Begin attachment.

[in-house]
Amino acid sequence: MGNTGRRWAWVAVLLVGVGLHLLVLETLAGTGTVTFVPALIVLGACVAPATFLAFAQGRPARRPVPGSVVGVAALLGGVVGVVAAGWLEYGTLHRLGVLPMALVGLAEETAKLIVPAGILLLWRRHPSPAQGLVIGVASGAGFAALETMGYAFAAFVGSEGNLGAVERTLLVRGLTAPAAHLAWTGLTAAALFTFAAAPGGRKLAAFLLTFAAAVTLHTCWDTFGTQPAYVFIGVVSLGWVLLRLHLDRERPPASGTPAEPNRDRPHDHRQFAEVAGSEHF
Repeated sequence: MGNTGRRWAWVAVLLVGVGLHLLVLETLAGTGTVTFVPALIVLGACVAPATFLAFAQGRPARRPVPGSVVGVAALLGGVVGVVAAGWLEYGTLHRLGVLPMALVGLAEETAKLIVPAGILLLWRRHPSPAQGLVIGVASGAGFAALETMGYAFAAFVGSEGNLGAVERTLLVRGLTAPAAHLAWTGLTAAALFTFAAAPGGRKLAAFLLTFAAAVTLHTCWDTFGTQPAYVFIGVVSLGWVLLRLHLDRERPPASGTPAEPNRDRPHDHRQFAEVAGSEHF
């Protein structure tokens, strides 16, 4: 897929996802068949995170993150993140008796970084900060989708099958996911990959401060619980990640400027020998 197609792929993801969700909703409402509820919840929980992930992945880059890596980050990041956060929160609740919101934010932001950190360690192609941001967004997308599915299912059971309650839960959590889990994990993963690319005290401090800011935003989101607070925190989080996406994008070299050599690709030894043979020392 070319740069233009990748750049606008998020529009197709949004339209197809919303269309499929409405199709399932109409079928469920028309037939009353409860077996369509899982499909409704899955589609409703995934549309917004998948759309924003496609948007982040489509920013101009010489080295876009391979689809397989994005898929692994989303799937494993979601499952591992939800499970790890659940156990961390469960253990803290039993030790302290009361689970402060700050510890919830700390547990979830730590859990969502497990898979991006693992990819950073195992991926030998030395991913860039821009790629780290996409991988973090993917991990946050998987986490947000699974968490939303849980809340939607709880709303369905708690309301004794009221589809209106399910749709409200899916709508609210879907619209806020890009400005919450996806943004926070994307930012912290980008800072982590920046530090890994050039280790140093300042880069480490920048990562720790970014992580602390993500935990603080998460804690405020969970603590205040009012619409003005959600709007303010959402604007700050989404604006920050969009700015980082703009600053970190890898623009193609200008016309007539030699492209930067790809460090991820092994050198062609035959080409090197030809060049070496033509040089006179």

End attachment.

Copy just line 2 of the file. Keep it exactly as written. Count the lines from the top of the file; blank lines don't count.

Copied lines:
Amino acid sequence: MGNTGRRWAWVAVLLVGVGLHLLVLETLAGTGTVTFVPALIVLGACVAPATFLAFAQGRPARRPVPGSVVGVAALLGGVVGVVAAGWLEYGTLHRLGVLPMALVGLAEETAKLIVPAGILLLWRRHPSPAQGLVIGVASGAGFAALETMGYAFAAFVGSEGNLGAVERTLLVRGLTAPAAHLAWTGLTAAALFTFAAAPGGRKLAAFLLTFAAAVTLHTCWDTFGTQPAYVFIGVVSLGWVLLRLHLDRERPPASGTPAEPNRDRPHDHRQFAEVAGSEHF